Because the oil recovery tanks to be used according to the method are pre-existing tanks of the anti-roll system and/or heeling system, also the subsequent modifications in the anti-roll system and/or heeling system tanks required by the change in application are easy to carry out and save a significant amount of space inside the vessel. New vessels can be fitted with tanks that already have a dual purpose from the outset. The use of space in the vessel thus becomes highly efficient and advantageous.

EMBODIMENTS OF THE1VIETHOD ACCORDING TO THE INVENTION

A preferred embodiment of the method according to the invention is characterized in that the recovered oil and/or water carried in with the oil is transferred in an ice-breaker from a tank of the anti-roll system and/or of the heeling system into another tank of the anti-roll system and/or of the heeling system to separate the oil from the water.

Separating oil from water in this way is possible in an ice-breaker or an ice-breaking vessel because they generally have several anti-roll system and/or heeling system tanks. By means of the heeling tanks, the ice-breaker can be rolled about the longitudinal axis of the vessel such that the vessel can be freed from an ice ridge, for example.

Another preferred embodiment of the method according to the invention is characterized in that warm water is channelled into the first tank of the anti-roll system and/or first tank of the heeling system of the ice-breaker, onto which warm water the oil recovered from the surface of water and the water carried in with it is fed, and

when the recovered oil has separated from the water and risen to the surface, water is drained via the bottom into another tank of the anti-roll system and/or tank of the heeling system.

A third preferred embodiment of the method according to the invention is characterized in that

- water and oil are separated in the ice-breaker in several sequential stages such that water is channelled from the bottom portion of the first tank of the anti-roll system and/or tank of the heeling system into the second tank of the anti-roll system and/or tank of the heeling system in the process, and

after that, water is channelled from the bottom portion of the second tank of the anti- roll system and/or tank of the heeling system into the next, i.e. third tank of the anti-roll system and/or tank of the heeling system in the process.

A fourth preferred embodiment of the method according to the invention is characterized in that oil and/or water carried in with the oil fed into an ice-breaker's tank of the anti-roll system and/or tank of the heeling system is heated by means of steam or hot water, after which the oil and/or water carried in with the oil is transferred into the next tank of the anti- roll system and/or tank of the heeling system.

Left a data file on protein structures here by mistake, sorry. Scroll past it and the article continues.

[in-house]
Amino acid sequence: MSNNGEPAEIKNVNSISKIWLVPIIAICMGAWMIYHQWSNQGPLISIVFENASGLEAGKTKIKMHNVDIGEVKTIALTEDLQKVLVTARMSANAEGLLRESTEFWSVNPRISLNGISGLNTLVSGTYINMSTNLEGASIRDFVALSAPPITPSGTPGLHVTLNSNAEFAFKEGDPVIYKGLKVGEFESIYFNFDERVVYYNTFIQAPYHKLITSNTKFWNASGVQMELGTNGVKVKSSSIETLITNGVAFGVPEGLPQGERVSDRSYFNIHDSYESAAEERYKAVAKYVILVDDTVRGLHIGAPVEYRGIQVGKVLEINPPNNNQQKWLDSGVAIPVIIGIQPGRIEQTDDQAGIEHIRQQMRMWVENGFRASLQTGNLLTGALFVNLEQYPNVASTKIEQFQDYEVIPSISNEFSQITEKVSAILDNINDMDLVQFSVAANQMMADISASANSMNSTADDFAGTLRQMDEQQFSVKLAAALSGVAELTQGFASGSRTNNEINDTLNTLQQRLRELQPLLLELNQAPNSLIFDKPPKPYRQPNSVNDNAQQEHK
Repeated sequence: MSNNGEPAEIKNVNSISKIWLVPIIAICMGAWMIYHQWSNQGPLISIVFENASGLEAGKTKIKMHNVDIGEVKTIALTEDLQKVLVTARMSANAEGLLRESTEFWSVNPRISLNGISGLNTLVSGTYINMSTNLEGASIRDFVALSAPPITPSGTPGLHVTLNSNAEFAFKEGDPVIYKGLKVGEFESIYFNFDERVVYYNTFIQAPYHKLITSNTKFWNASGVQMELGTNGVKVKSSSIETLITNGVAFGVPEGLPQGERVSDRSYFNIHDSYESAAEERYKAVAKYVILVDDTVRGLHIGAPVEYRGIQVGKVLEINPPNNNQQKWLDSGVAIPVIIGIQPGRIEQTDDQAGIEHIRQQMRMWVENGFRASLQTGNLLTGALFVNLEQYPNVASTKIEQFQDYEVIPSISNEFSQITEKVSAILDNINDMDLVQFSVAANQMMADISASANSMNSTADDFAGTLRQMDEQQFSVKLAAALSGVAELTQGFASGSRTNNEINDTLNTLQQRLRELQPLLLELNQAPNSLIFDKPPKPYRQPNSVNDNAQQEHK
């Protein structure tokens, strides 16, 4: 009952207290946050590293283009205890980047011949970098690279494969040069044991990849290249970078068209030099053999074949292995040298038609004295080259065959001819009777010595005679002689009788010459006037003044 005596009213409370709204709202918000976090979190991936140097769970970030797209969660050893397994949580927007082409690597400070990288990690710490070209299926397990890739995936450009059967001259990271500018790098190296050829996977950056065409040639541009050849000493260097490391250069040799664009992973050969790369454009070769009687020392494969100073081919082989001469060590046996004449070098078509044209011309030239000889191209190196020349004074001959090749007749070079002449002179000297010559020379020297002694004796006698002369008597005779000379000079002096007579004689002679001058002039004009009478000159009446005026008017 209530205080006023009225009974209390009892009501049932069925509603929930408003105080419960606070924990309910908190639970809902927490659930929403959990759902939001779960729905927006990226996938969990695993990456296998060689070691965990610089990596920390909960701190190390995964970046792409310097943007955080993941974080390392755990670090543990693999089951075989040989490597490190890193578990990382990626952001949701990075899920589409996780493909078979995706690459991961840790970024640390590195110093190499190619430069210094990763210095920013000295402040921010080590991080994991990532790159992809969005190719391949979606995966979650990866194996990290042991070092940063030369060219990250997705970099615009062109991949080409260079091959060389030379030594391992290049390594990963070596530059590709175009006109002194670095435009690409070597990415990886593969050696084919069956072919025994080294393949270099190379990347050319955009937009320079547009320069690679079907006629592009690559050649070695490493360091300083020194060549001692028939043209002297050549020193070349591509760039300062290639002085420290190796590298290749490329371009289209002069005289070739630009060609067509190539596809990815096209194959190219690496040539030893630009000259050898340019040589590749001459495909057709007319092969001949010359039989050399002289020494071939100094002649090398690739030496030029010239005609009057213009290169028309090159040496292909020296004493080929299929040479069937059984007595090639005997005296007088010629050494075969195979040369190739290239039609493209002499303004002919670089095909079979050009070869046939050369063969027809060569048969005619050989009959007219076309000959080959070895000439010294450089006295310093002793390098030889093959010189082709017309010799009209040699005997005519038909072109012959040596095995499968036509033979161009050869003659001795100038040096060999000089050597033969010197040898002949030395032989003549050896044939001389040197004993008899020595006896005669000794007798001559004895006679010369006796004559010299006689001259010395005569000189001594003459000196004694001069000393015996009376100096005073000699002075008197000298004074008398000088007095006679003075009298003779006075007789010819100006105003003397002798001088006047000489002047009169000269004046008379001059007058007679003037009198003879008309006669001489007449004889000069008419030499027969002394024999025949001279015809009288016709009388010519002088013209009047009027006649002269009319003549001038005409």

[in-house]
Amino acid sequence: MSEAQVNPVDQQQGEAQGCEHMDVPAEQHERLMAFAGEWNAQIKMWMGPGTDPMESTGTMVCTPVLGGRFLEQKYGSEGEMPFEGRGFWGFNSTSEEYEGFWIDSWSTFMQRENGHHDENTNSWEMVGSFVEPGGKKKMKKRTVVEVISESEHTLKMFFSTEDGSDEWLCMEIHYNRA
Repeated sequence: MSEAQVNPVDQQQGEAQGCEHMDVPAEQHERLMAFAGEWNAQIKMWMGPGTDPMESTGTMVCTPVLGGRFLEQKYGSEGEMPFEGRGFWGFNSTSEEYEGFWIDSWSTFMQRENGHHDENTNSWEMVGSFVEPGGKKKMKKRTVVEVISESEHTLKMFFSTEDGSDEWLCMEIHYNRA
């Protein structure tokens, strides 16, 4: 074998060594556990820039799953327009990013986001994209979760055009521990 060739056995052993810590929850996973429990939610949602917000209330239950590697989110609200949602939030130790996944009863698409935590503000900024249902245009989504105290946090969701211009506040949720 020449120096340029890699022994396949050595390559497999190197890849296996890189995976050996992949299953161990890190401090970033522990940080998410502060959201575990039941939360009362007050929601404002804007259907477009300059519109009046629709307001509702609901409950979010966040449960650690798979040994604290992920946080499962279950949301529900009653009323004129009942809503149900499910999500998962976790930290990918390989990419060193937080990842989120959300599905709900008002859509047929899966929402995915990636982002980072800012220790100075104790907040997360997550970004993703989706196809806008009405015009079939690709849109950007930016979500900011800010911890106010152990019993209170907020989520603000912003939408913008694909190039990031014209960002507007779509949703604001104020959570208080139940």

Decanting, i.e. separation of the recovered oil and water, takes place in the tanks of the anti-roll system and/or the tanks of the heeling system. Hot water is channelled from the cooling system of the main engines or from another system into the first recovery tank where the recovered water/oil mixture will settle by means of gravitation on top of it such that the water will settle below the oil. The water is pumped from the height of the tank bottom into the next tank or, via an oleometer located in an outlet pipe, into the sea.

Decanting is continued as long as it is necessary. It is advantageous to carry out a process according to the invention for example in four tanks of the anti-roll system and/or tanks of the heeling system of an ice-breaker.

Pipes between the tanks are equipped with butterfly valves to control the movement of oil/water in the tanks. The valves are located in the engine compartments of the vessel, which ensures that they are readily accessible. Hot cooling water is also channelled onto the deck of the vessel, where it can be fed into the oil recovery apparatuses. SHIP ACCORDING TO THE INVENTION

The object of the invention also includes a multipurpose ship which, as necessary, can be used for missions differing from conventional purposes, such as for responding to oil spills.

CHARACTERISTICS OF A SHIP ACCORDING TO THE INVENTION

A multi-purpose ship according to the invention is characterized in that

the multi-purpose ship is an ice-breaker or an ice-breaking vessel with the tanks of its anti- roll system and/or tanks of its heeling system adapted for recovering and/or processing oil to be recovered from water.

The multi-purpose ship is according to the invention an jce-breaker or an ice-breaking vessel with tank capacity required for responding to oil spills such that the tanks are simultaneously a part of the anti-roll system and/or the heeling system. Thus the vessel can be built correspondingly smaller in size, resulting in several obvious benefits.

A preferred embodiment of the ship according to the invention is characterized in that - connecting tunnels for air and water between the tanks of the anti-roll system and/or tanks of the heeling system and the related water pumps are, for the duration of the oil recovery measures, taken out of use and closed by means of blind flanges or similar, and

piping and related valves and pumps suitable for the recovery, separation and transfer of oil are installed between the tanks, the pumps being most preferably screw pumps with stepless control.